Are you interested in something “Japanese” ?
Kimono culture is one of the representatives, but it is too deep and complicated to explain in one page here.
This is just introduction about Kimono these days.
Kimono has changed its features and the way to wear gradually according to the lifestyle of the people and back ground of the times. Also, fabric used for Kimono varies depending on weather and customs of each region.
There are many kinds of Kimono fabrics in each region in Japan with various ways of dyeing, weaves, and paint,
where, nature of the season in Japan has always been reflected.
You can tell from Kimono culture that Japanese have lived with, learned from, and been blessed by nature.
By the way, do you know Kimono is also called “Gofuku”(呉服) ? Gofuku means cloths of “Go”(呉), the ancient name of the country, a part of current China in the 3rd century. So, allegedly the origin of Kimono, whose way to wear is to lay left side on the right , came from “Go”.
<Forms of Kimono>
There is a different form of Kimono each for women, men, and children. Their major differences are:
- Women’s Kimono has “Miyatsu-guchi”(身八つ口), un-sewed placket opened on underarm, and sleeves also have un-sewed part on the inward side. On the other hand, Men’s Kimono does not have any of these open plackets.
- Children’s Kimono has “Age”(上げ), folded part on the shoulder and waist to keep or release them according to the growth.
<Material for Kimono>
Various materials are used for Kimono fabric these days, such as silk, cotton, wool, hemp, as well as chemical. Prestigious, high-class Kimono is made from only silk, on the other hand, casual Kimono is made from any of above materials. Cotton, woolen, and hemp are not regarded suitable for high-class Kimono even if they are natural materials.
<Classes of Kimono>
Kimono has its classes depending on its patterns, pictures, and materials, especially for women.
- Highest: Tomesode (留袖) — There is picture drawn only on the bottom and not on area above hip.
Black color is only for married women. Tomesode has 5 family emblems that are dyed on the back, sleeves and breast.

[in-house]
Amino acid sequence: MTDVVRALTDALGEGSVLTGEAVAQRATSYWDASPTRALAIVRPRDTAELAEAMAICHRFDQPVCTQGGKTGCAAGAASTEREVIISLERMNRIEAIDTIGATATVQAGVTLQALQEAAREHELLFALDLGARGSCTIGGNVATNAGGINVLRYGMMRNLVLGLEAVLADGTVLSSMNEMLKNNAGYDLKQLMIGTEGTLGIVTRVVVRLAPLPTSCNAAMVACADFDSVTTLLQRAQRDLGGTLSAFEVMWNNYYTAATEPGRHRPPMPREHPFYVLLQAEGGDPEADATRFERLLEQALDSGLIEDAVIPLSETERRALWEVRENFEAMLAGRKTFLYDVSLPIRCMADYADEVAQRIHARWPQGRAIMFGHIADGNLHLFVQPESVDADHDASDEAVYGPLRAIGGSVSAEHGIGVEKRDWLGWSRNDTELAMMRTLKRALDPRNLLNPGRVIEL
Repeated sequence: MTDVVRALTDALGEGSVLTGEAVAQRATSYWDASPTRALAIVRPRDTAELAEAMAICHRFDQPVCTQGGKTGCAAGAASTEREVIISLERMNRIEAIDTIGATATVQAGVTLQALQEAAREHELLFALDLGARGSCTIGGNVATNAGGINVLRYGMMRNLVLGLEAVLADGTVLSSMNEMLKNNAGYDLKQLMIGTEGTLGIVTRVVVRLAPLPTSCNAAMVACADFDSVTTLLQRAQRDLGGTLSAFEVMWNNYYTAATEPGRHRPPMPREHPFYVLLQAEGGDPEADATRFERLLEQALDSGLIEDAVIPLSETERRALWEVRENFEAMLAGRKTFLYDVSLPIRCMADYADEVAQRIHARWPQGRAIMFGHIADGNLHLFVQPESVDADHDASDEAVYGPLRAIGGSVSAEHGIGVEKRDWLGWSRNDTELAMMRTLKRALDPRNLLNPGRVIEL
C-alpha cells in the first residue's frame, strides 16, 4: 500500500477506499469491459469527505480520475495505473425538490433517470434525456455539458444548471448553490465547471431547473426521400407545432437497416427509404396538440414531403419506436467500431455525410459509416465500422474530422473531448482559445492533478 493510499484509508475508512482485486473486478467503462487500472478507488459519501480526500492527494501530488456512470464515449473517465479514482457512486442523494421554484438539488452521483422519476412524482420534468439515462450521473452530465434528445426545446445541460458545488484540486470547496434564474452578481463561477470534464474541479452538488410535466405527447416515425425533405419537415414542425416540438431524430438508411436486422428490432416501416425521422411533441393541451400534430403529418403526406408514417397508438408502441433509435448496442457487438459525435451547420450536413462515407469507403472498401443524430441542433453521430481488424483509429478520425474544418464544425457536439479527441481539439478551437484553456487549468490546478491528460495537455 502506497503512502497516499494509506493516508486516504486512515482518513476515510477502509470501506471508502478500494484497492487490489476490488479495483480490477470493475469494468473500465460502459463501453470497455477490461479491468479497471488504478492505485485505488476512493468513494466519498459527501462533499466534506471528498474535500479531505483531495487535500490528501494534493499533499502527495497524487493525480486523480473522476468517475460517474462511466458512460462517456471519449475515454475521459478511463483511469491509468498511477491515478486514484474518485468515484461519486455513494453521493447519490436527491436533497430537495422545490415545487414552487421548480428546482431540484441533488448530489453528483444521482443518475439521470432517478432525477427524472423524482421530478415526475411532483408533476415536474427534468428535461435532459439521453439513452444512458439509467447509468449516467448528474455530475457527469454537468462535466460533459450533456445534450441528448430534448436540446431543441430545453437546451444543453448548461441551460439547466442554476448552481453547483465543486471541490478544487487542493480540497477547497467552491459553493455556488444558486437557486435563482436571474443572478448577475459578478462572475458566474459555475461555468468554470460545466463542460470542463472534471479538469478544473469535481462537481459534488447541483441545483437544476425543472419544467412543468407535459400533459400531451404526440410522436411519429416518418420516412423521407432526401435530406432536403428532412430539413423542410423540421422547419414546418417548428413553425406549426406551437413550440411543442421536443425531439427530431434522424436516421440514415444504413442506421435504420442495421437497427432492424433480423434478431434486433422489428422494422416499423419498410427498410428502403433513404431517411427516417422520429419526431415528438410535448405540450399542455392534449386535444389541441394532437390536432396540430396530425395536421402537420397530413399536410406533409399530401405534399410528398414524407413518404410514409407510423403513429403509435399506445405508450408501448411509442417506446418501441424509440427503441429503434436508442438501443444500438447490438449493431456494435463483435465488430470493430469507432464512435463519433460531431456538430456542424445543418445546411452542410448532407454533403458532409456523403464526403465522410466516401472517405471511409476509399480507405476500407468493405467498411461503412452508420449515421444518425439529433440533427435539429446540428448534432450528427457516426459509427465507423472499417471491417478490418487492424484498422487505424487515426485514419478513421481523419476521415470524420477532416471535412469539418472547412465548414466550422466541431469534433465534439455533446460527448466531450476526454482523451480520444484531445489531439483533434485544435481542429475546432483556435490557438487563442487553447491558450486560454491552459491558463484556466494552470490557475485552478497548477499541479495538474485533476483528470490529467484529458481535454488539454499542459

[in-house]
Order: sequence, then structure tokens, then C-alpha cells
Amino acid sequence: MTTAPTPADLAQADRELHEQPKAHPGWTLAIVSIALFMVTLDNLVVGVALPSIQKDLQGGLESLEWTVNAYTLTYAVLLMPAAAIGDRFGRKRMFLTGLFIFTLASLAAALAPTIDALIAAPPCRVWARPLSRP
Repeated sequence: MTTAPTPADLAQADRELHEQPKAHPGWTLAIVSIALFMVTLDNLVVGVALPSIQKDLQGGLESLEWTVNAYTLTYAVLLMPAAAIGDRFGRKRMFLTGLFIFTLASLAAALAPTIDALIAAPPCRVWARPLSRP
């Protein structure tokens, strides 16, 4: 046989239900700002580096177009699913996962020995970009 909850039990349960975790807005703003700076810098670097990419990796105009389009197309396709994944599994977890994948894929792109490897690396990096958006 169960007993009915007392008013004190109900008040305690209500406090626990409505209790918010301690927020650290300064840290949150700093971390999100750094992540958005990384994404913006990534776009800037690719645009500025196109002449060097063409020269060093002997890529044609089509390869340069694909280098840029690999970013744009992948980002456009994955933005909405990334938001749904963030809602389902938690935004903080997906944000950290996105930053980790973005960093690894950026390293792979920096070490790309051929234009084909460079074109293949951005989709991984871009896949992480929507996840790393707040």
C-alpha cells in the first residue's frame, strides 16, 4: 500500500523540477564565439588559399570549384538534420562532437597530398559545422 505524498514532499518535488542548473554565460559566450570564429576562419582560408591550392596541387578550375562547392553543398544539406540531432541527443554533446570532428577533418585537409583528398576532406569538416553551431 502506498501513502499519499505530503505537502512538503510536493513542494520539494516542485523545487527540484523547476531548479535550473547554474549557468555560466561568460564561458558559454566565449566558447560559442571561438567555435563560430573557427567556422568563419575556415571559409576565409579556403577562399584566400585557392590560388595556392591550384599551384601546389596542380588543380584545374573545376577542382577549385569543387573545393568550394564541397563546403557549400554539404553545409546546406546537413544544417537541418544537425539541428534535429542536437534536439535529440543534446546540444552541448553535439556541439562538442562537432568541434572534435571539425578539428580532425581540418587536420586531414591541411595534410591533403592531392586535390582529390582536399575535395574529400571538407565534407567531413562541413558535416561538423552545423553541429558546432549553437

- Second: Houmongi (訪問着) —Picture can be drawn anywhere including on collar, however, it has to be the one
like a paint art, but not the one with orderly pattern that is same even upside down.
- Third-1: Tsukesage (付け下げ) —Kimono that has simpler and less gorgeous picture than Houmongi, and no picture on the collar.
- Third-2: Iromuji (色無地) —Kimono of one color without drawn picture. It will be higher if it has family emblems.
- Casual : Komon (小紋) —Kimono that is made from fabric with orderly pattern. There is no pattern rule for Komon.
- Casual : Yukata (浴衣) — Summer Kimono. Originally it was cloth to wear after taking bath and sleep with.
Obi(帯) is a sash or belt to wear on Kimono. Obi also has its classes as same as kimono, and Kimono and Obi have to be balanced in class when they are coordinated.
- Second : Fukuro-obi (袋帯), that can be coordinate with Tomesode, Furisode, Houmongi, Tsukesage, and Iromuji.
Traditional Kimono fabrics are dyed with colors made from flowers and plants, whose sheades are
rustic and simple sometimes, but have depth and “Japanese beauty”
Although there are a log of ways to dye, the major, famous dyeing techniques are as below;
- Kyo-Yuzen (京友禅)
- Kaga-Yuzen (加賀友禅)
- Bingata (紅型)
- Edo-Komon (江戸小紋)
- Shibori (絞り)
There are a log of local weavings in Japan. Tsumugi (紬) is the representative. Tsumugi weaving technique was developed especially in Edo era (around mid 17 century) along with Yuzen dyeing. Because Tokugawa government of the time often banned ordinary people from luxury lives, these people enjoyed wearing Tsumugi kimono that looked humble than Yuzen dyeing kimono that was, on the other hand, worn by high-class people of Samurai family.
Some method and techniques of making Kimono fabrics, such as”Ojiya-Chijimi” and “Yuki-tsumugi”, have been registered as UNESCO world intangible heritage.
Famous weavings you may heard of in addition to Ojiya-Chijimi and Yuki-Tsumugi, are “Oshima-Tsumugi (大島紬)” and “Kurume-Gasuri (久留米絣)”.
<Rules to wear>
Although there are many complicated rules to wear Kimono, it is most important to wear it with left side laid on the right side .
In another words, the right collar is under the left collar.
If you do it the other way around, that will be for DEAD person !
We used to enjoy Kimono much more on new year holidays or “O-shogatsu (お正月)” , and every ceremony such as school entrance, graduation, wedding, and so on.
Unfortunately , as Japanese lifestyle changes along with the westernized culture for long time, people who wear Kimono is decreasing.
It should be inevitable that our values change as time goes by, so does Kimono culture.
To keep Kimono culture alive being proud of it as our ethnic costume, and hoping that many people in the world will enjoy it, here, we would like to introduce Kimono and its relating goods with new idea of their usage.